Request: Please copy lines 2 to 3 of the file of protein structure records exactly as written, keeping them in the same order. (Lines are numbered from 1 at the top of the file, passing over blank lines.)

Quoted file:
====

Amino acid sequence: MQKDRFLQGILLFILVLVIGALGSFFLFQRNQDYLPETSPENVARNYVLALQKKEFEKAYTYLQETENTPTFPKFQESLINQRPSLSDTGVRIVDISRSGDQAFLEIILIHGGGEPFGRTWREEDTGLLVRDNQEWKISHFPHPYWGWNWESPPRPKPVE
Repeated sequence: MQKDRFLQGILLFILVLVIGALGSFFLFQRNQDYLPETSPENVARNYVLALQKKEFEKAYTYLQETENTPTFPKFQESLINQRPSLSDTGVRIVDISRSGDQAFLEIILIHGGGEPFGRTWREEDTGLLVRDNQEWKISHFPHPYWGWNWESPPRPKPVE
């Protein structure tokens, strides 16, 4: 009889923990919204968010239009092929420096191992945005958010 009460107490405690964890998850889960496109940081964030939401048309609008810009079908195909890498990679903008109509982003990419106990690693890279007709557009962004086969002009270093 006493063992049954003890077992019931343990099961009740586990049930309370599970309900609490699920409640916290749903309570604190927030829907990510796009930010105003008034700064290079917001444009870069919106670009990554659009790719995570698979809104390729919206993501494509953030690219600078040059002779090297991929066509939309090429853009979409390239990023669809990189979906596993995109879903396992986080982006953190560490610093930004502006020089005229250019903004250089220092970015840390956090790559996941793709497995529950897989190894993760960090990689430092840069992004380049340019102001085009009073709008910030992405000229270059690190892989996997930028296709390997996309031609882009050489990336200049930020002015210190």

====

Repeated sequence: MQKDRFLQGILLFILVLVIGALGSFFLFQRNQDYLPETSPENVARNYVLALQKKEFEKAYTYLQETENTPTFPKFQESLINQRPSLSDTGVRIVDISRSGDQAFLEIILIHGGGEPFGRTWREEDTGLLVRDNQEWKISHFPHPYWGWNWESPPRPKPVE
């Protein structure tokens, strides 16, 4: 009889923990919204968010239009092929420096191992945005958010 009460107490405690964890998850889960496109940081964030939401048309609008810009079908195909890498990679903008109509982003990419106990690693890279007709557009962004086969002009270093 006493063992049954003890077992019931343990099961009740586990049930309370599970309900609490699920409640916290749903309570604190927030829907990510796009930010105003008034700064290079917001444009870069919106670009990554659009790719995570698979809104390729919206993501494509953030690219600078040059002779090297991929066509939309090429853009979409390239990023669809990189979906596993995109879903396992986080982006953190560490610093930004502006020089005229250019903004250089220092970015840390956090790559996941793709497995529950897989190894993760960090990689430092840069992004380049340019102001085009009073709008910030992405000229270059690190892989996997930028296709390997996309031609882009050489990336200049930020002015210190």